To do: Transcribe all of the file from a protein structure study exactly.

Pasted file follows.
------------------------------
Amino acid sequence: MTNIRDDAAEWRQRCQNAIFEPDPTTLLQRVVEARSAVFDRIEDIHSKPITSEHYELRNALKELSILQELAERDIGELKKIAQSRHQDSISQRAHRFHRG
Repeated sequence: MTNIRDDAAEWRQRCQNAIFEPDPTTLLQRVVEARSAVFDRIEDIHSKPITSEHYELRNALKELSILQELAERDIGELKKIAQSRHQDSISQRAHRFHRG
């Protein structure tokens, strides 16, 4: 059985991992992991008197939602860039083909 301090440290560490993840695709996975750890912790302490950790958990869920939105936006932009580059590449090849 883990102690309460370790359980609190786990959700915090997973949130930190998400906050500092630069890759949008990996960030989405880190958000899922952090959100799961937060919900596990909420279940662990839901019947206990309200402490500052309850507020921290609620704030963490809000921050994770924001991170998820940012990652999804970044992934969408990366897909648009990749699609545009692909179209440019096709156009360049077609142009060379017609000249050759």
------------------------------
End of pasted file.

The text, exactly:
Amino acid sequence: MTNIRDDAAEWRQRCQNAIFEPDPTTLLQRVVEARSAVFDRIEDIHSKPITSEHYELRNALKELSILQELAERDIGELKKIAQSRHQDSISQRAHRFHRG
Repeated sequence: MTNIRDDAAEWRQRCQNAIFEPDPTTLLQRVVEARSAVFDRIEDIHSKPITSEHYELRNALKELSILQELAERDIGELKKIAQSRHQDSISQRAHRFHRG
């Protein structure tokens, strides 16, 4: 059985991992992991008197939602860039083909 301090440290560490993840695709996975750890912790302490950790958990869920939105936006932009580059590449090849 883990102690309460370790359980609190786990959700915090997973949130930190998400906050500092630069890759949008990996960030989405880190958000899922952090959100799961937060919900596990909420279940662990839901019947206990309200402490500052309850507020921290609620704030963490809000921050994770924001991170998820940012990652999804970044992934969408990366897909648009990749699609545009692909179209440019096709156009360049077609142009060379017609000249050759």